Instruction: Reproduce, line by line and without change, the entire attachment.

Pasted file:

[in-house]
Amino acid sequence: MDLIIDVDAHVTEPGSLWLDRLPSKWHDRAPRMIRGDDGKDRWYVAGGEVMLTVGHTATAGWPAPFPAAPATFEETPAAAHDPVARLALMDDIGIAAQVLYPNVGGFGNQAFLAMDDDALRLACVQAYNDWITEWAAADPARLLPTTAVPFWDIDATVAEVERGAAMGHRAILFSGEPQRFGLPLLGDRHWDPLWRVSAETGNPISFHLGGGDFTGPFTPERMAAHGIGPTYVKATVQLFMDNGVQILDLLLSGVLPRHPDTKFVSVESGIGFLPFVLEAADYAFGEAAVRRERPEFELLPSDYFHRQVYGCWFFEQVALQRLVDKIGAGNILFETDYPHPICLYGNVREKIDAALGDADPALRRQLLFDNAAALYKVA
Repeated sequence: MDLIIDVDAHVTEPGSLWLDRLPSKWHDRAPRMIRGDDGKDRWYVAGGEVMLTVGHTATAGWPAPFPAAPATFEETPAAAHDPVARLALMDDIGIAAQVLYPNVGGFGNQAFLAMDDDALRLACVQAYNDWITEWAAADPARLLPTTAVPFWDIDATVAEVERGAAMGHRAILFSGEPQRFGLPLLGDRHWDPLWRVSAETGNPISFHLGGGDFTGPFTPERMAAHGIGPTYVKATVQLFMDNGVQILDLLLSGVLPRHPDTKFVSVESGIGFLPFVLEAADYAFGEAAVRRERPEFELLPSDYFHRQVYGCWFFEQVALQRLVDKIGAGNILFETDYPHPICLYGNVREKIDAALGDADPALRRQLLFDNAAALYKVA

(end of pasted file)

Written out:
[in-house]
Amino acid sequence: MDLIIDVDAHVTEPGSLWLDRLPSKWHDRAPRMIRGDDGKDRWYVAGGEVMLTVGHTATAGWPAPFPAAPATFEETPAAAHDPVARLALMDDIGIAAQVLYPNVGGFGNQAFLAMDDDALRLACVQAYNDWITEWAAADPARLLPTTAVPFWDIDATVAEVERGAAMGHRAILFSGEPQRFGLPLLGDRHWDPLWRVSAETGNPISFHLGGGDFTGPFTPERMAAHGIGPTYVKATVQLFMDNGVQILDLLLSGVLPRHPDTKFVSVESGIGFLPFVLEAADYAFGEAAVRRERPEFELLPSDYFHRQVYGCWFFEQVALQRLVDKIGAGNILFETDYPHPICLYGNVREKIDAALGDADPALRRQLLFDNAAALYKVA
Repeated sequence: MDLIIDVDAHVTEPGSLWLDRLPSKWHDRAPRMIRGDDGKDRWYVAGGEVMLTVGHTATAGWPAPFPAAPATFEETPAAAHDPVARLALMDDIGIAAQVLYPNVGGFGNQAFLAMDDDALRLACVQAYNDWITEWAAADPARLLPTTAVPFWDIDATVAEVERGAAMGHRAILFSGEPQRFGLPLLGDRHWDPLWRVSAETGNPISFHLGGGDFTGPFTPERMAAHGIGPTYVKATVQLFMDNGVQILDLLLSGVLPRHPDTKFVSVESGIGFLPFVLEAADYAFGEAAVRRERPEFELLPSDYFHRQVYGCWFFEQVALQRLVDKIGAGNILFETDYPHPICLYGNVREKIDAALGDADPALRRQLLFDNAAALYKVA